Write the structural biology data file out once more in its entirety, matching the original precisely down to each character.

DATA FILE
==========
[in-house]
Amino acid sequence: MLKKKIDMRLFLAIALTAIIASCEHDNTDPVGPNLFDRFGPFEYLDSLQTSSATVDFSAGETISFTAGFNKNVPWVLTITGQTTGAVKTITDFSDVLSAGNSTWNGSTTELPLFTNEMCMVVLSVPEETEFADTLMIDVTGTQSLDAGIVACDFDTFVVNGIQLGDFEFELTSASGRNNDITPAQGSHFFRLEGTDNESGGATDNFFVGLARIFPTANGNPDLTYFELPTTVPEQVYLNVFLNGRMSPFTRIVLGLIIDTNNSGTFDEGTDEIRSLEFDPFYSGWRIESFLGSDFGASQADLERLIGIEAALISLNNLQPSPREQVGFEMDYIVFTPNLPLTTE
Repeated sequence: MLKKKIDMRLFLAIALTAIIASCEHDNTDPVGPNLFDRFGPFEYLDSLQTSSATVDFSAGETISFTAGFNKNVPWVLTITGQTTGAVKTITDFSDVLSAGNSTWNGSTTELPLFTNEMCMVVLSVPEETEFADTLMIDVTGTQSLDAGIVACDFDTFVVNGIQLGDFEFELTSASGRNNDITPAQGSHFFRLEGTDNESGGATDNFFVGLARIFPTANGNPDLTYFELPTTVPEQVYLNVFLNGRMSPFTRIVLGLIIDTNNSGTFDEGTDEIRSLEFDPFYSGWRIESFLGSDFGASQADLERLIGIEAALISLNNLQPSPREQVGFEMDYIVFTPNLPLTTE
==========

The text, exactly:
[in-house]
Amino acid sequence: MLKKKIDMRLFLAIALTAIIASCEHDNTDPVGPNLFDRFGPFEYLDSLQTSSATVDFSAGETISFTAGFNKNVPWVLTITGQTTGAVKTITDFSDVLSAGNSTWNGSTTELPLFTNEMCMVVLSVPEETEFADTLMIDVTGTQSLDAGIVACDFDTFVVNGIQLGDFEFELTSASGRNNDITPAQGSHFFRLEGTDNESGGATDNFFVGLARIFPTANGNPDLTYFELPTTVPEQVYLNVFLNGRMSPFTRIVLGLIIDTNNSGTFDEGTDEIRSLEFDPFYSGWRIESFLGSDFGASQADLERLIGIEAALISLNNLQPSPREQVGFEMDYIVFTPNLPLTTE
Repeated sequence: MLKKKIDMRLFLAIALTAIIASCEHDNTDPVGPNLFDRFGPFEYLDSLQTSSATVDFSAGETISFTAGFNKNVPWVLTITGQTTGAVKTITDFSDVLSAGNSTWNGSTTELPLFTNEMCMVVLSVPEETEFADTLMIDVTGTQSLDAGIVACDFDTFVVNGIQLGDFEFELTSASGRNNDITPAQGSHFFRLEGTDNESGGATDNFFVGLARIFPTANGNPDLTYFELPTTVPEQVYLNVFLNGRMSPFTRIVLGLIIDTNNSGTFDEGTDEIRSLEFDPFYSGWRIESFLGSDFGASQADLERLIGIEAALISLNNLQPSPREQVGFEMDYIVFTPNLPLTTE